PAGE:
Microplastics

Department for Environment, Food and Rural Affairs written question – answered on 29th December 2017.

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Photo of Luke Pollard Luke Pollard Labour/Co-operative, Plymouth, Sutton and Devonport

To ask the Secretary of State for Environment, Food and Rural Affairs, whether he has made an assessment of the potential merits of extending the microbeads ban to include sunscreen and deodorants.

Photo of Therese Coffey Therese Coffey The Parliamentary Under-Secretary of State for Environment, Food and Rural Affairs

Microbeads used in rinse-off products end up in the marine environment and damage marine life. The microbead ban will therefore cover the manufacture and sale of all rinse-off personal care products containing microbeads. While some countries have opted to ban only those plastic particles added for exfoliating and cleansing purposes, our objective is to minimise marine microplastic pollution, and therefore our ban covers all microplastic particles in rinse-off personal care products. It is one of the toughest bans in the world.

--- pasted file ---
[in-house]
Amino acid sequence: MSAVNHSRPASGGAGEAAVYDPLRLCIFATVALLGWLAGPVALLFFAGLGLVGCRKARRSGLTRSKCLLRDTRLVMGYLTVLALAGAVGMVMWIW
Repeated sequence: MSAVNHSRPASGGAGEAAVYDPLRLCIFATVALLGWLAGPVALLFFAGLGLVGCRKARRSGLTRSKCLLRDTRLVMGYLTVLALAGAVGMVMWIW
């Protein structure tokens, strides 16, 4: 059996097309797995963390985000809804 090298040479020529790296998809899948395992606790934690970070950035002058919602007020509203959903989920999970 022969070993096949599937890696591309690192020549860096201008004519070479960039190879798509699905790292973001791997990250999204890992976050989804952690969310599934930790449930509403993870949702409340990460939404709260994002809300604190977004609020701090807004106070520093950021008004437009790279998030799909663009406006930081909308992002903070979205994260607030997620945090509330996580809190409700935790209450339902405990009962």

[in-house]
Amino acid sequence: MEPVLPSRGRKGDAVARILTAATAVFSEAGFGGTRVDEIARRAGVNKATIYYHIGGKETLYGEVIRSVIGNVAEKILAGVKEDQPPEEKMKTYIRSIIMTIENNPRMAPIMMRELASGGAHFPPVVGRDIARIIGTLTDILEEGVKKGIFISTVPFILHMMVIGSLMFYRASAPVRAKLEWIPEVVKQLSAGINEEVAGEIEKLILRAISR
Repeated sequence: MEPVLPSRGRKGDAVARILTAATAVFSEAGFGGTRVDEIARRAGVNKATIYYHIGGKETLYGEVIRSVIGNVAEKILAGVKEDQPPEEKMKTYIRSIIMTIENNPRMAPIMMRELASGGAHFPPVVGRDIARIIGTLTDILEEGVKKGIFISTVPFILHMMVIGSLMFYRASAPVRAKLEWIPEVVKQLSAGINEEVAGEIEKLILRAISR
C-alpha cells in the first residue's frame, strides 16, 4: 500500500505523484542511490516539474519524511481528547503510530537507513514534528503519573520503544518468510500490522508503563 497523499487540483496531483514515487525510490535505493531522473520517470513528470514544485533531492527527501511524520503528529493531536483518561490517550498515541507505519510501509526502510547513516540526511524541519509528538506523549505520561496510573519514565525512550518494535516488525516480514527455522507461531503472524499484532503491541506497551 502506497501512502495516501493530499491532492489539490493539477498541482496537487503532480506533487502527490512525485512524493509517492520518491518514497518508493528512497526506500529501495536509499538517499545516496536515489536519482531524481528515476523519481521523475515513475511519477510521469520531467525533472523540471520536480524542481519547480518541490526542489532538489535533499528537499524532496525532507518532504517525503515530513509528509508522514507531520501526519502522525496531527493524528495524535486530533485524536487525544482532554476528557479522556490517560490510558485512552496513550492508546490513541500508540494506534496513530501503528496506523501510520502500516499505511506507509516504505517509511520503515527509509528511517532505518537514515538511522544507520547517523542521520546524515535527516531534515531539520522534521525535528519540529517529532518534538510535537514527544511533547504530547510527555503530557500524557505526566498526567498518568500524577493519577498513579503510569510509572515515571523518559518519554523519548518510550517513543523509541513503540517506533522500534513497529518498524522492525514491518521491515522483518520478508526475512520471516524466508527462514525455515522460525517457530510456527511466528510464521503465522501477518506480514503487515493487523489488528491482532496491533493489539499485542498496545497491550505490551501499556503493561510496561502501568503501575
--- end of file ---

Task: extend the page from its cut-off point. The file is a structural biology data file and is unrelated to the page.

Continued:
We are aware that microplastics enter the marine environment from other sources, so we have engaged the Hazardous Substances Advisory Committee (HSAC) to review evidence on microplastics in other products, and their chances of reaching our seas and causing harm to marine life. The microbead consultation also asked for evidence on other sources of marine plastic pollution. We will use these responses and evidence from HSAC to develop future UK action to protect the marine environment.

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